NEW YORK -- It was supposed to be a great holiday shopping season. Many investors had expected department stores to enjoy robust sales in light of a U.S. economy buoyed by low unemployment, higher wages, strong consumer confidence and cheap gas.
So when Macy's and Kohl's reported lackluster numbers on Thursday, they were taken aback, sending retail stocks into a tailspin and calling into question whether such mall-based chains can compete in a changing landscape where shoppers are shifting more of their spending online.
Macy's saw only a slight increase of 1.1 percent in sales during November-December at stores opened at least year. And while sales were strong during Black Friday and Cyber Monday, the company said sales fell off noticeably until the week of Christmas.
Meanwhile, Kohl's reported a small sales growth that showed a dramatic slowdown from a year ago. Comparable sales rose 1.2 percent, versus 6.9 percent in the previous year.
Shares of Macy's plummeted nearly 18 percent Thursday, suffering its worst one-day decline. Kohl's stock closed down nearly 5 percent. Even Target's stock took a hit, falling nearly 3 percent despite showing strong holiday sales.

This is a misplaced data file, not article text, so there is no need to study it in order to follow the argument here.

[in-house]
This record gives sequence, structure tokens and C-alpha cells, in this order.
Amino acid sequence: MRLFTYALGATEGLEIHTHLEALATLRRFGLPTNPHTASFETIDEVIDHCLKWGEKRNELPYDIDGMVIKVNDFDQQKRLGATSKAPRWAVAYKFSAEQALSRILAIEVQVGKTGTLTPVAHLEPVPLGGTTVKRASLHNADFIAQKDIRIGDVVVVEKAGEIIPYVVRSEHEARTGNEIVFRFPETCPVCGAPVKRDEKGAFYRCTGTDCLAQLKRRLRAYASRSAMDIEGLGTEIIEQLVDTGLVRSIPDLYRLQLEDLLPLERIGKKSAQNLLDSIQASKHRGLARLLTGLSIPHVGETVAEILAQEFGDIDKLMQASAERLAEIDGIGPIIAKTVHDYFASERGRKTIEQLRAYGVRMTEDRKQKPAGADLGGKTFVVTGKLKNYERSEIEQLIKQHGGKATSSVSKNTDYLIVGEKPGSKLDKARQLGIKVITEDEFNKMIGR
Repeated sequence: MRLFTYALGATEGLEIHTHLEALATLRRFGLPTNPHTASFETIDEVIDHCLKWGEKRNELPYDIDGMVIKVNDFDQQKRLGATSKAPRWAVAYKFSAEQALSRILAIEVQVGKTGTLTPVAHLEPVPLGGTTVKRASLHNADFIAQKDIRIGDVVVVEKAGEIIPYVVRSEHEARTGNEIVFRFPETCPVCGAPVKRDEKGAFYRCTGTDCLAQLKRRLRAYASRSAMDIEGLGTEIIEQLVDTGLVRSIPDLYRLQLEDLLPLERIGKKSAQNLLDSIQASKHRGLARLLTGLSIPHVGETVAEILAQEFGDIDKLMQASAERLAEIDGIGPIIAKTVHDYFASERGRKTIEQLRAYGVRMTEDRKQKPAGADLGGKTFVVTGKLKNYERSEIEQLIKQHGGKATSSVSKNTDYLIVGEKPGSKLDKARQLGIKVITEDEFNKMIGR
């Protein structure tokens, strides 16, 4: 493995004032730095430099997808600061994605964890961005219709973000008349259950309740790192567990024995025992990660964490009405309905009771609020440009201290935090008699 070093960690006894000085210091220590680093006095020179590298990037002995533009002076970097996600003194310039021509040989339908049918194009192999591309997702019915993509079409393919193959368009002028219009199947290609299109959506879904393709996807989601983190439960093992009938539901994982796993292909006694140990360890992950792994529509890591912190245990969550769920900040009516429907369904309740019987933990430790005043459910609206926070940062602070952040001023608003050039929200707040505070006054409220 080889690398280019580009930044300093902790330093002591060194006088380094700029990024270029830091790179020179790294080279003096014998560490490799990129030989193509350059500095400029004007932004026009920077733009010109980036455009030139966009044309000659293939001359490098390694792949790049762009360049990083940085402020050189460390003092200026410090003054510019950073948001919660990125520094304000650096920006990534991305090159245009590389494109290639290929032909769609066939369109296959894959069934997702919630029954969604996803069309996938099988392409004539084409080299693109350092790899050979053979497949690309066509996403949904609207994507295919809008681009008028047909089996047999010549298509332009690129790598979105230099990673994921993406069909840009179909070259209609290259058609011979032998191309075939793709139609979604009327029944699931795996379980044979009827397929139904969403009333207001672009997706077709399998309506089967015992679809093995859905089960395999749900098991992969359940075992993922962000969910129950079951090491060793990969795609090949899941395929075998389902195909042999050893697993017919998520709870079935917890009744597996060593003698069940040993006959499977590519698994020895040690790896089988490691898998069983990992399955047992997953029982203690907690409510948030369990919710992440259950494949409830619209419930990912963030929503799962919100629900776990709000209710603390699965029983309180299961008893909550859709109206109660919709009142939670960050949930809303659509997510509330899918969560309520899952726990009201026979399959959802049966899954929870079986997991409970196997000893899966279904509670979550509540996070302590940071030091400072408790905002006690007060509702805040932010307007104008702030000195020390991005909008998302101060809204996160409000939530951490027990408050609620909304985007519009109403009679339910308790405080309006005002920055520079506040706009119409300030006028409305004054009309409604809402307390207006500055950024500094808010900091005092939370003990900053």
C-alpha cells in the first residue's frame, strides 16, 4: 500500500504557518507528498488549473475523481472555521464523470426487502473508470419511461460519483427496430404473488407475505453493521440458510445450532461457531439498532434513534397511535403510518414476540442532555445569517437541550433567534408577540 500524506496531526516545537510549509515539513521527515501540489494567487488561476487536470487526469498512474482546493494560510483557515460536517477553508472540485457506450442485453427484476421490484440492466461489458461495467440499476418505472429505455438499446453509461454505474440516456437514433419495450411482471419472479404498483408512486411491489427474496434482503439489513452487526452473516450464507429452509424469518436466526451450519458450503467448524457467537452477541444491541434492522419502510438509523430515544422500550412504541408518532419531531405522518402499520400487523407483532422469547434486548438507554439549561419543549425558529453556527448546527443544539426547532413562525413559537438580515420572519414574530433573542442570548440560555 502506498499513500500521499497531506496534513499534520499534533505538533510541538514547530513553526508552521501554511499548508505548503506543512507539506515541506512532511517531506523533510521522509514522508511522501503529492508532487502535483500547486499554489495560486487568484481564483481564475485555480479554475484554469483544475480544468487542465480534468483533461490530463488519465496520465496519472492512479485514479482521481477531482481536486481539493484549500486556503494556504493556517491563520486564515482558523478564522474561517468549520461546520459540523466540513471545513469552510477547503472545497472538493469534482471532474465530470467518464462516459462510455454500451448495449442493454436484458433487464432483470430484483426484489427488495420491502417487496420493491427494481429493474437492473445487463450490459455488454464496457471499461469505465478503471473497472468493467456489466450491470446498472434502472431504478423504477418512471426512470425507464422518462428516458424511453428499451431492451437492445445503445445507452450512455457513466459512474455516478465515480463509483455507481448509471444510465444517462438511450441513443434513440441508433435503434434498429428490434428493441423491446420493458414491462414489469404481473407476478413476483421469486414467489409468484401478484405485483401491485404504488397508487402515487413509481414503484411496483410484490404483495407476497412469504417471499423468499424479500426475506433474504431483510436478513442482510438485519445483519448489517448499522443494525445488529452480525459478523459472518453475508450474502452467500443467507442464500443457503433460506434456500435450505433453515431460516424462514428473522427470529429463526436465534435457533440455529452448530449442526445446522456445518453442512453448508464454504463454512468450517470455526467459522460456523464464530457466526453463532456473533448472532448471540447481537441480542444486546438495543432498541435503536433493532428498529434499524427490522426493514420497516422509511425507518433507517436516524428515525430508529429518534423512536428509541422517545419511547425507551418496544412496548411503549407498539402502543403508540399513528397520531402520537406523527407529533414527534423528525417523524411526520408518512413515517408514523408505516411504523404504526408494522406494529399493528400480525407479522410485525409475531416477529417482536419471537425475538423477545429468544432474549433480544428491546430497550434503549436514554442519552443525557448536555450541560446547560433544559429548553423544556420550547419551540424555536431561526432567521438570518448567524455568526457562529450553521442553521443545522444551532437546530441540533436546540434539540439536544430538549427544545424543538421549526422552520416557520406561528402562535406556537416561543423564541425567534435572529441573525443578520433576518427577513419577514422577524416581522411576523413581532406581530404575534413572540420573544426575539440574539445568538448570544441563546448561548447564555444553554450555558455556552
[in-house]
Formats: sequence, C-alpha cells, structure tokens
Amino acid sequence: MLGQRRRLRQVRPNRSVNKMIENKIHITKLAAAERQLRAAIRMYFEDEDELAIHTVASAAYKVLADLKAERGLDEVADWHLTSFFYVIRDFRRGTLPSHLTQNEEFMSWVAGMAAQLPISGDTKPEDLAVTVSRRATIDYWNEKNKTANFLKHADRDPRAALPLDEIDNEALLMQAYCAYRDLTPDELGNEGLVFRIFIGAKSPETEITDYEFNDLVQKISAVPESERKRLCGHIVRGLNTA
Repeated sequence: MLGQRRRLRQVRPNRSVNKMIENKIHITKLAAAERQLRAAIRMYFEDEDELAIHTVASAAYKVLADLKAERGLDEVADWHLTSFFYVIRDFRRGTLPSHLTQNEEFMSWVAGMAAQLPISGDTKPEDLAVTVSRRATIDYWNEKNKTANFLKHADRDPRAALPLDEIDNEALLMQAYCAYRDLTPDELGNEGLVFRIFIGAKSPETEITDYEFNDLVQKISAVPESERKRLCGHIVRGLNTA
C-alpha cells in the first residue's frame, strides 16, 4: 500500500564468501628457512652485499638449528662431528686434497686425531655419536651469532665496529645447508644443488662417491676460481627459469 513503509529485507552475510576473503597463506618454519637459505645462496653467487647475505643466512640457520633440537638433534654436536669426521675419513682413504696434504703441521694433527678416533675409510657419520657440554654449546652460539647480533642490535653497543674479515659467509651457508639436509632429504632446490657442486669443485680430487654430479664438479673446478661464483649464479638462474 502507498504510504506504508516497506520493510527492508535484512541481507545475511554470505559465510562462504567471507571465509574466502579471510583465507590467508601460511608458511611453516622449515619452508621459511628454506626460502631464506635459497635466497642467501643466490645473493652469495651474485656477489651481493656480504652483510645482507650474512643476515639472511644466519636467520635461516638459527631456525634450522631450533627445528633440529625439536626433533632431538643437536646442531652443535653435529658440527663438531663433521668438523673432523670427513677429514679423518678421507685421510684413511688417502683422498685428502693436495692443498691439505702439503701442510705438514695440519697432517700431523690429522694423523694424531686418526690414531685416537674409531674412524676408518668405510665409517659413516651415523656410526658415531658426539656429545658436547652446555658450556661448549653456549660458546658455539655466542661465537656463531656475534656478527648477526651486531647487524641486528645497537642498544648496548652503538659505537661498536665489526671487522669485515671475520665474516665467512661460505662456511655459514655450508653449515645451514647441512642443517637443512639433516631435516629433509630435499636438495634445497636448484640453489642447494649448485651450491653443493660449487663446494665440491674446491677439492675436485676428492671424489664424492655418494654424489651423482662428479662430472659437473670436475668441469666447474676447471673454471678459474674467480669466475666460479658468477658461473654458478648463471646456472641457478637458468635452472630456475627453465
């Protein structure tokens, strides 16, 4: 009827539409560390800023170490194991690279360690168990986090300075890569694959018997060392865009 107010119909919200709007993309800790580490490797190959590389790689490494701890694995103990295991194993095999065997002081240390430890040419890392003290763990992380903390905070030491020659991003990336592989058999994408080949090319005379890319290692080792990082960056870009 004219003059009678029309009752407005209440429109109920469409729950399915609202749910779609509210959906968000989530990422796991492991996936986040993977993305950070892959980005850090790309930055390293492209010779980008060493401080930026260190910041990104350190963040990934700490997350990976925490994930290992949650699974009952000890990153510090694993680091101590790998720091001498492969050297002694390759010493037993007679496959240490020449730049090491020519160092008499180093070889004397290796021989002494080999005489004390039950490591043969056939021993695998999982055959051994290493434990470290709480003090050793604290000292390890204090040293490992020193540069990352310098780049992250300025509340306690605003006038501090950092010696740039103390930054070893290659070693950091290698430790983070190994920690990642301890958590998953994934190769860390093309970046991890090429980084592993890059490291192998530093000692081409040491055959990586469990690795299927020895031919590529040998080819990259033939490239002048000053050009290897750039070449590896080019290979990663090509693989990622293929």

Adding to the uncertainty is that investors will not be getting December's monthly retail sales data next week from the Commerce Department if the government shutdown is still in effect, as most observers expect. Saunders said investors are also worried that a recovery among traditional stores like Macy's is losing momentum, raising concerns that they might have to ramp up investments even more to increase sales.
Target, on the other hand, bucked the trend by posting strong online growth in November and December. Merchandise ordered online and picked up at stores surged 60 percent. Those sales are key to Target's campaign to hold online retailers like Amazon at bay, particularly during the competitive holiday season, because shoppers can dodge shipping fees.